neighbor 10.150.24.4 remote-as 234
 neighbor 10.150.24.4 update-source Tunnel0
 neighbor 10.150.24.4 next-hop-self
 no auto-summary
!

On R4:

!
hostname r4
!
interface Loopback0
 ip address 4.4.4.4 255.255.255.255
!
interface Tunnel0
 ip address 10.150.24.4 255.255.255.0
 tunnel source 4.4.4.4
 tunnel destination 2.2.2.2
!
interface Serial1/0
 ip address 10.150.34.4 255.255.255.0
!
interface Serial1/1
 ip address 10.150.45.4 255.255.255.0
!
router eigrp 1
 network 4.4.4.4 0.0.0.0
 network 10.150.34.4 0.0.0.0
 no auto-summary
 eigrp router-id 4.4.4.4
!
router bgp 234
 no synchronization
 bgp router-id 4.4.4.4
 bgp log-neighbor-changes
 neighbor 2.2.2.2 remote-as 234
 neighbor 2.2.2.2 shutdown
 neighbor 2.2.2.2 update-source Loopback0
 neighbor 10.150.24.2 remote-as 234
 neighbor 10.150.24.2 update-source Tunnel0
 neighbor 10.150.24.2 next-hop-self
 neighbor 10.150.45.5 remote-as 5
 no auto-summary
!


We have the same result by establishing a session between R2 and R4 Loopback0...




BGP - Synchronization


Synchronization

bgp-toc16.gif
Before the discussion of synchronization, look at this scenario. RTC in AS300 sends updates about 170.10.0.0. RTA and RTB run iBGP, so RTB gets the update and is able to reach 170.10.0.0 via next hop 2.2.2.1. Remember that the next hop is carried via iBGP. In order to reach the next hop, RTB must send the traffic to RTE.
Assume that RTA has not redistributed network 170.10.0.0 into IGP. At this point, RTE has no idea that 170.10.0.0 even exists.
If RTB starts to advertise to AS400 that RTB can reach 170.10.0.0, traffic that comes from RTD to RTB with destination 170.10.0.0 flows in and drops at RTE.
Synchronization states that, if your AS passes traffic from another AS to a third AS, BGP should not advertise a route before all the routers in your AS have learned about the route via IGP. BGP waits until IGP has propagated the route within the AS. Then, BGP advertises the route to external peers.
In the example in this section, RTB waits to hear about 170.10.0.0 via IGP. Then, RTB starts to send the update to RTD. You can make RTB think that IGP has propagated the information if you add a static route in RTB that points to 170.10.0.0. Make sure that other routers can reach 170.10.0.0.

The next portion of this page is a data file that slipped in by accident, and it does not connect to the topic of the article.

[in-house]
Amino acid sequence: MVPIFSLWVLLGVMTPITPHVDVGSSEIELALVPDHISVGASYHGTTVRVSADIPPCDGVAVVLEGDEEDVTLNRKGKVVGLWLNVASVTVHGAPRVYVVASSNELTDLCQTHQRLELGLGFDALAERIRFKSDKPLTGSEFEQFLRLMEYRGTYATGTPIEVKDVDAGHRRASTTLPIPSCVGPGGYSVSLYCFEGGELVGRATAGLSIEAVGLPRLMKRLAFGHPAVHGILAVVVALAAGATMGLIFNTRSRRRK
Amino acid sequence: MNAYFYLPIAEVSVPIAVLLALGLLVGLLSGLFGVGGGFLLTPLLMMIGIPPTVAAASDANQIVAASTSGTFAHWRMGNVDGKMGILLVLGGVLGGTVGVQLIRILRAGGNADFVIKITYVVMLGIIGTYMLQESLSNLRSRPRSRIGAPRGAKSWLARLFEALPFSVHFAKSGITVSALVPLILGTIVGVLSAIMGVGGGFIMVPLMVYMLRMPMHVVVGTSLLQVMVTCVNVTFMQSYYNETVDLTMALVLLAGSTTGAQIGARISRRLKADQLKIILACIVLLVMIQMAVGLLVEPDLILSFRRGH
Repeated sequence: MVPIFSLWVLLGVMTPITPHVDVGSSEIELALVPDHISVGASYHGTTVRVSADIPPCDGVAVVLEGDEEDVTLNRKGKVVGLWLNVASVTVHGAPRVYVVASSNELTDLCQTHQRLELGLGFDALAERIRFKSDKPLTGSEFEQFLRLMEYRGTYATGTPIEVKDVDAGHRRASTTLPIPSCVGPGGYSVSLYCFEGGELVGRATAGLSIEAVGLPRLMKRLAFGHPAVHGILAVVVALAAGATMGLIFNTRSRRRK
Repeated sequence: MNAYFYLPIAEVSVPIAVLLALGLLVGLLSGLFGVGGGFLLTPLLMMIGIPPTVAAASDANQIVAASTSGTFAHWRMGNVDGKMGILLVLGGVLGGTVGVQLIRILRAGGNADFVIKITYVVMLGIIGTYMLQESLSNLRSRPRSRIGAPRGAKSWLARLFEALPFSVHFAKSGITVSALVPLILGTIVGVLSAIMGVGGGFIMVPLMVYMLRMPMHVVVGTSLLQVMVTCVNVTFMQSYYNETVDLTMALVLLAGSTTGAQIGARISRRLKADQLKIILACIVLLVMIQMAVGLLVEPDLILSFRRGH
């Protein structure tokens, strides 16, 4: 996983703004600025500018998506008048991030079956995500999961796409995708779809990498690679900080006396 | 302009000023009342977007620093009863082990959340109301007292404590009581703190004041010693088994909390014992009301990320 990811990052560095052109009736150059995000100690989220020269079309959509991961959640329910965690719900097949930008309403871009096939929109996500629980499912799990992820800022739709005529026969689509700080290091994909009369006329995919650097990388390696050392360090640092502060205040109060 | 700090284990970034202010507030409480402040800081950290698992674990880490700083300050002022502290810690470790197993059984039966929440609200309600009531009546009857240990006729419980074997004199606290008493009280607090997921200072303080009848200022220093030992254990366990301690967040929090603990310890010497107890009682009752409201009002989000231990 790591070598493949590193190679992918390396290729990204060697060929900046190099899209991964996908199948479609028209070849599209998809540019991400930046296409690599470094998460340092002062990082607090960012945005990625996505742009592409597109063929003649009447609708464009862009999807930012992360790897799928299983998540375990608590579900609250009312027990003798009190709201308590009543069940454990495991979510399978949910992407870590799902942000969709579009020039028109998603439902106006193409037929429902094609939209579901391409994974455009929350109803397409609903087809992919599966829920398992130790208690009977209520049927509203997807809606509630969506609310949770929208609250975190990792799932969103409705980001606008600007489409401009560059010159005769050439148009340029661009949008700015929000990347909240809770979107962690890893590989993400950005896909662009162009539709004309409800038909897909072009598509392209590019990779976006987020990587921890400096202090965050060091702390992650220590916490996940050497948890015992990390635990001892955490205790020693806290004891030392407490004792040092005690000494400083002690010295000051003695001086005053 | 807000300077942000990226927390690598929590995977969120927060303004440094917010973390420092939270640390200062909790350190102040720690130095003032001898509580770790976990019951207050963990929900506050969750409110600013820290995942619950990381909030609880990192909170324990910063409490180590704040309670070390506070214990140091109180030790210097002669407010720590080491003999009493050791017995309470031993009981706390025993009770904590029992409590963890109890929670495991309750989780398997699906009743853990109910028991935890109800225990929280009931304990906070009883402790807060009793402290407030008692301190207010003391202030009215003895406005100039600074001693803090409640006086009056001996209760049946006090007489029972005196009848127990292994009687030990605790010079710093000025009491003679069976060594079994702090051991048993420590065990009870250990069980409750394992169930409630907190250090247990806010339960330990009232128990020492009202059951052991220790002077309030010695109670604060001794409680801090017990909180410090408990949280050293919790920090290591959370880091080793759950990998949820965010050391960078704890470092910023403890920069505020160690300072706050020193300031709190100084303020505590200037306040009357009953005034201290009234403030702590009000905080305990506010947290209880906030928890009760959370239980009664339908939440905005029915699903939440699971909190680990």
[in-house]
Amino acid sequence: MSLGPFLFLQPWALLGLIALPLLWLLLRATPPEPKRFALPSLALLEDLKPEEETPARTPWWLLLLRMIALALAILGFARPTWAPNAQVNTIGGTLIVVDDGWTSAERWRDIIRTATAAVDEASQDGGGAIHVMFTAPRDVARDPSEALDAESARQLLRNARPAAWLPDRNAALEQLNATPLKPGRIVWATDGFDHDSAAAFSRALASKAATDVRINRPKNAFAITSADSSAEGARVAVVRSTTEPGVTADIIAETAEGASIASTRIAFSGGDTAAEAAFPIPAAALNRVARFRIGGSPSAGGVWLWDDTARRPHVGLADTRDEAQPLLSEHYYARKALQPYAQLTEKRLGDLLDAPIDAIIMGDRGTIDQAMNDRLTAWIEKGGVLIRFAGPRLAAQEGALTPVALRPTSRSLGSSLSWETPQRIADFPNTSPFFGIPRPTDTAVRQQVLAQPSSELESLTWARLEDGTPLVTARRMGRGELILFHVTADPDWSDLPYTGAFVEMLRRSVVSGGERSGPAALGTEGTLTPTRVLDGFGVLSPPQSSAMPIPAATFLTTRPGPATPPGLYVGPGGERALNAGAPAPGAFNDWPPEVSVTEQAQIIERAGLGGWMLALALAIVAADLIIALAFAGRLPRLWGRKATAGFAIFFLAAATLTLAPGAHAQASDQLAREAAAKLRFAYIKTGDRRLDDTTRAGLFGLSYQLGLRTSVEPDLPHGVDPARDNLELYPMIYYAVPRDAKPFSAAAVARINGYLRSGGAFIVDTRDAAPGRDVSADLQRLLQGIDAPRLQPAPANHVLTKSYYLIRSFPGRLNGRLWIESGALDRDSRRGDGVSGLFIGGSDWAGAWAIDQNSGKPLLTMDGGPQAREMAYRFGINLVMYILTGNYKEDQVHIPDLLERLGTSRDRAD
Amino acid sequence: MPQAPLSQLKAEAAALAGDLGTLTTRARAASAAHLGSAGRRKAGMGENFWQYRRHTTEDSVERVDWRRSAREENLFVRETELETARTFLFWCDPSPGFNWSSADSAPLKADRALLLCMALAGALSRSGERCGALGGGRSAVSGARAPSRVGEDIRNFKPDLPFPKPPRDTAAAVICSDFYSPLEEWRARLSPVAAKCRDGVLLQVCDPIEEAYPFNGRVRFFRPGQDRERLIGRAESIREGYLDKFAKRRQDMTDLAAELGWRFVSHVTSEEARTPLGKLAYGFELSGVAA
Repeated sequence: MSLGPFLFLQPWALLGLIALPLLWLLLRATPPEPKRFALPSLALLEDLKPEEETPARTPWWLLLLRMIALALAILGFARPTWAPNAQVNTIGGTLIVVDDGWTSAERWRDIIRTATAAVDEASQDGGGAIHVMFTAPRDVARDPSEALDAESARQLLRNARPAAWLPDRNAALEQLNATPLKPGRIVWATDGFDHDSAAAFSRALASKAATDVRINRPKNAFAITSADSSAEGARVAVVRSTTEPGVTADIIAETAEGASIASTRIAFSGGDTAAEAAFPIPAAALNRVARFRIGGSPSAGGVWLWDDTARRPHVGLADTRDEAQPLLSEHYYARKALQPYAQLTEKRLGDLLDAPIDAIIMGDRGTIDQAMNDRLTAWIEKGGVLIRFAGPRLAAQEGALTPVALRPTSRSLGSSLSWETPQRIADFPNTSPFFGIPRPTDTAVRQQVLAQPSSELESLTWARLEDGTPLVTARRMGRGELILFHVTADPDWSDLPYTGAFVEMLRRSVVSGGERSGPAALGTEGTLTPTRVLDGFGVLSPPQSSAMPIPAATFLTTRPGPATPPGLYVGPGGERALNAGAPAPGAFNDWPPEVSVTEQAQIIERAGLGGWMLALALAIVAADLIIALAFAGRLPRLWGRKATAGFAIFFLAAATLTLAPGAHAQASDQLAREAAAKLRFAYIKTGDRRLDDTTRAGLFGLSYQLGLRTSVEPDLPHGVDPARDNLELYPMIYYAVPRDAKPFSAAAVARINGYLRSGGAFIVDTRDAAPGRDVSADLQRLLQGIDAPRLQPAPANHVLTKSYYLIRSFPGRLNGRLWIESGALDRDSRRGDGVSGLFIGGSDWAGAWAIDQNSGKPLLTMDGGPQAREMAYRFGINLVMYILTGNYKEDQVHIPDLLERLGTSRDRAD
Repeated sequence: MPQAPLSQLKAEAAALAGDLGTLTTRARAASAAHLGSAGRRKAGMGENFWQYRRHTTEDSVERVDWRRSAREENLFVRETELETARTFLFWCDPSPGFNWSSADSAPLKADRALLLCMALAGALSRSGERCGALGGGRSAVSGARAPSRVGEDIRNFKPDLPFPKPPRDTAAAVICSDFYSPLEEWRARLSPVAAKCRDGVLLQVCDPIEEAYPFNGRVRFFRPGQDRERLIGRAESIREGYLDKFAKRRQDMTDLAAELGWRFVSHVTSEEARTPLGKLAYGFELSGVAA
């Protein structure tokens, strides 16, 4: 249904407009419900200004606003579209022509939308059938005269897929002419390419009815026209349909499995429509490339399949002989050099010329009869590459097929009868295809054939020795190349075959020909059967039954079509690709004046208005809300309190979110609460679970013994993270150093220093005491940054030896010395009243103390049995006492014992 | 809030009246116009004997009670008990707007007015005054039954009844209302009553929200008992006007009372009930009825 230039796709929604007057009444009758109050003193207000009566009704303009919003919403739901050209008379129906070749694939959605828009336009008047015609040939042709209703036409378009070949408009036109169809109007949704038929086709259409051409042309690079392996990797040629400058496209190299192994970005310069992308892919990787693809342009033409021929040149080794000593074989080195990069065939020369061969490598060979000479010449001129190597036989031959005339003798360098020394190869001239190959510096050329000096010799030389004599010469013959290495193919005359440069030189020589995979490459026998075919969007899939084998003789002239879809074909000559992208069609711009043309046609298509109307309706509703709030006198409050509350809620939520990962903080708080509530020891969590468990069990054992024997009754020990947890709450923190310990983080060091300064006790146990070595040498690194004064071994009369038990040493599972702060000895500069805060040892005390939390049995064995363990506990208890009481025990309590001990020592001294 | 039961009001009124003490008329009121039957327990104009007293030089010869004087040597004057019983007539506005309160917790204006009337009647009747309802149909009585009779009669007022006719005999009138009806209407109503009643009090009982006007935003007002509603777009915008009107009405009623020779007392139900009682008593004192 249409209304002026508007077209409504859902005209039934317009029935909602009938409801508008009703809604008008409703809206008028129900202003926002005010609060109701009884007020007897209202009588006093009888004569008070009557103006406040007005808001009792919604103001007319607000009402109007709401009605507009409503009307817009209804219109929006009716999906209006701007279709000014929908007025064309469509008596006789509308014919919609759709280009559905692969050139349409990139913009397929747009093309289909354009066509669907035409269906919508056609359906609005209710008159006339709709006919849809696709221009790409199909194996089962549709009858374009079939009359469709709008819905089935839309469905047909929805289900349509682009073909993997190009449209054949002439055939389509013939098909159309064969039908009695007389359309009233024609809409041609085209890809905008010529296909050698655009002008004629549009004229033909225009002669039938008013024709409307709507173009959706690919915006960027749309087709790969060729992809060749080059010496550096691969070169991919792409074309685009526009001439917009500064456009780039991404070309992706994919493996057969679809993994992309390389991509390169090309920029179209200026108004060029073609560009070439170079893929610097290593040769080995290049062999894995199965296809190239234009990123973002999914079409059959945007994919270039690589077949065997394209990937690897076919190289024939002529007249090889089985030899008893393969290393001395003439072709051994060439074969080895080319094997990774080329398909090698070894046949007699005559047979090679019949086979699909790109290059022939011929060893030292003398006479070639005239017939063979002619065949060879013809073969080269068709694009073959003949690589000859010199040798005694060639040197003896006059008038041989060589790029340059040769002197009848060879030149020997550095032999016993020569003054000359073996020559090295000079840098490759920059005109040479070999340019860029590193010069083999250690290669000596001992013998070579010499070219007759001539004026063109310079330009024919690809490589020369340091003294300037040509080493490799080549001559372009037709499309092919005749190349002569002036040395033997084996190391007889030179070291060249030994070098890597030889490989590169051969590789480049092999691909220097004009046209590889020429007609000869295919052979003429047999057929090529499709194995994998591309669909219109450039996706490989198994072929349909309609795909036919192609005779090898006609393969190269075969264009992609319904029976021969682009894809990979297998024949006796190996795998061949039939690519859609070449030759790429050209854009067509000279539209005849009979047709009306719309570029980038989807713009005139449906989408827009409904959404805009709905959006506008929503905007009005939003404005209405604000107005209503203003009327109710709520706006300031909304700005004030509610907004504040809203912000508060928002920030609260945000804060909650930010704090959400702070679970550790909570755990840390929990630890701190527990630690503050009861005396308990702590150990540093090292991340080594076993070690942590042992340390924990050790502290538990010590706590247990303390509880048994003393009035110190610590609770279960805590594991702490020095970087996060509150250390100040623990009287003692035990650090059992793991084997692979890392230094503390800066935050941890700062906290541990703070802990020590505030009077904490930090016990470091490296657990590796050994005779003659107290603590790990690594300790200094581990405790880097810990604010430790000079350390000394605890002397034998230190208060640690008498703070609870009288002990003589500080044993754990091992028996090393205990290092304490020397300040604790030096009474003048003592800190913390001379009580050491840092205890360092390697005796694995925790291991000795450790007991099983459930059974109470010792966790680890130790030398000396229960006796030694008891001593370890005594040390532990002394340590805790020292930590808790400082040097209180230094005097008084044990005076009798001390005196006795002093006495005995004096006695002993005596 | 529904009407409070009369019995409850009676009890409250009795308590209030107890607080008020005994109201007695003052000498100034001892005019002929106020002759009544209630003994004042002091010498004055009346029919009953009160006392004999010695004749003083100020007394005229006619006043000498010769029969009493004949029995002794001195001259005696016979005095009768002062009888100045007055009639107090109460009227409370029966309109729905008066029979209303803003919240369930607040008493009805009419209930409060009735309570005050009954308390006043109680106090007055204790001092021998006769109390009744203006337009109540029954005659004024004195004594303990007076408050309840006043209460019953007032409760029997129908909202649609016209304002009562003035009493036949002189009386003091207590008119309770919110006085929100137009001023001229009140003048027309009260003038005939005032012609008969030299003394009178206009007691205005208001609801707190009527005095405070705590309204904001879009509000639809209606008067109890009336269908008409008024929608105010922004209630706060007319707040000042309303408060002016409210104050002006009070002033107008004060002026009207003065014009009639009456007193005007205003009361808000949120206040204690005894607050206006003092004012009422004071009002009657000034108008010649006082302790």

Disable Synchronization

In some cases, you do not need synchronization. If you do not pass traffic from a different AS through your AS, you can disable synchronization. You can also disable synchronization if all routers in your AS run BGP. The disablement of this feature can allow you to carry fewer routes in your IGP and allow BGP to converge more quickly.
The disablement of synchronization is not automatic. If all your routers in the AS run BGP and you do not run IGP at all, the router has no way to know. Your router waits indefinitely for an IGP update about a certain route before the router sends the route to external peers. You have to disable synchronization manually in this case so that routing can work correctly:
router bgp 100 
no synchronization
Note: Make sure that you issue the clear ip bgp address command to reset the session.
bgp-toc17.gif
RTB# 
router bgp 100 
network 150.10.0.0 
neighbor 1.1.1.2 remote-as 400 
neighbor 3.3.3.3 remote-as 100 
no synchronization 

!--- RTB puts 170.10.0.0 in its IP routing table and advertises the network
!--- to RTD, even if RTB does not have an IGP path to 170.10.0.0.

RTD# 
router bgp 400 
neighbor 1.1.1.1 remote-as 100 
network 175.10.0.0 

RTA# 
   router bgp 100 
   network 150.10.0.0 
   neighbor 3.3.3.4 remote-as 100

27 févr. 2012

IPv6 - Frame-Relay #1

There is no Frame-Relay inarp mechanism for IPv6 in IOS.
We must use static l3 to l2 mapping:


!
hostname r1
!

interface Serial1/0
 no ip address
 encapsulation frame-relay
 ipv6 address 2001:CC1E::/64 eui-64
 ipv6 enable
 serial restart-delay 0
!


Gives us the IPv6 address:



r1#sh ipv6 interface brief s1/0
Serial1/0                  [up/up]
    FE80::C800:32FF:FE45:0
    2001:CC1E::C800:32FF:FE45:0
!


On r2:

!
hostname r2
!

interface Serial1/0
 no ip address
 encapsulation frame-relay
 ipv6 address 2001:CC1E::/64 eui-64
 ipv6 enable
 serial restart-delay 0
!


Gives us the IPv6 address:

r2#sh ipv6 interface brief s1/0
Serial1/0                  [up/up]
    FE80::C801:32FF:FE45:0
    2001:CC1E::C801:32FF:FE45:0
!




Now, we can configure the mapping:


On r1:

!
interface Serial1/0
 frame-relay map ipv6 2001:CC1E::C801:32FF:FE45:0 102
!
r1#show frame-relay map
Serial1/0 (up): ipv6 2001:CC1E::C801:32FF:FE45:0 dlci 102(0x66,0x1860), static,
              CISCO, status defined, active


And, on r2:
!
interface Serial1/0

 frame-relay map ipv6 2001:CC1E::C800:32FF:FE45:0 102

!
r2#show frame-relay map 
Serial1/0 (up): ipv6 2001:CC1E::C800:32FF:FE45:0 dlci 201(0xC9,0x3090), static,
              CISCO, status defined, active


It works:
r1#ping ipv6 2001:CC1E::C801:32FF:FE45:0 source 2001:CC1E::C800:32FF:FE45:0

Type escape sequence to abort.
Sending 5, 100-byte ICMP Echos to 2001:CC1E::C801:32FF:FE45:0, timeout is 2 seconds:
Packet sent with a source address of 2001:CC1E::C800:32FF:FE45:0
!!!!!
Success rate is 100 percent (5/5), round-trip min/avg/max = 12/16/24 ms
r1#
And:
r2#ping ipv6 2001:CC1E::C800:32FF:FE45:0 source 2001:CC1E::C801:32FF:FE45:0

Type escape sequence to abort.
Sending 5, 100-byte ICMP Echos to 2001:CC1E::C800:32FF:FE45:0, timeout is 2 seconds:
Packet sent with a source address of 2001:CC1E::C801:32FF:FE45:0
!!!!!
Success rate is 100 percent (5/5), round-trip min/avg/max = 12/16/24 ms
r2#


=-=-=-=-=-=-=-=-=-=-=-=-=-=-=-=-=-=-=-=-=-=-=-=-=-=-=-=-=


IPv6 with point to point subifs works the same way.
Just specify the dlci (frame-relay interface-dlci 201 on r2, 102 on r1).



24 févr. 2012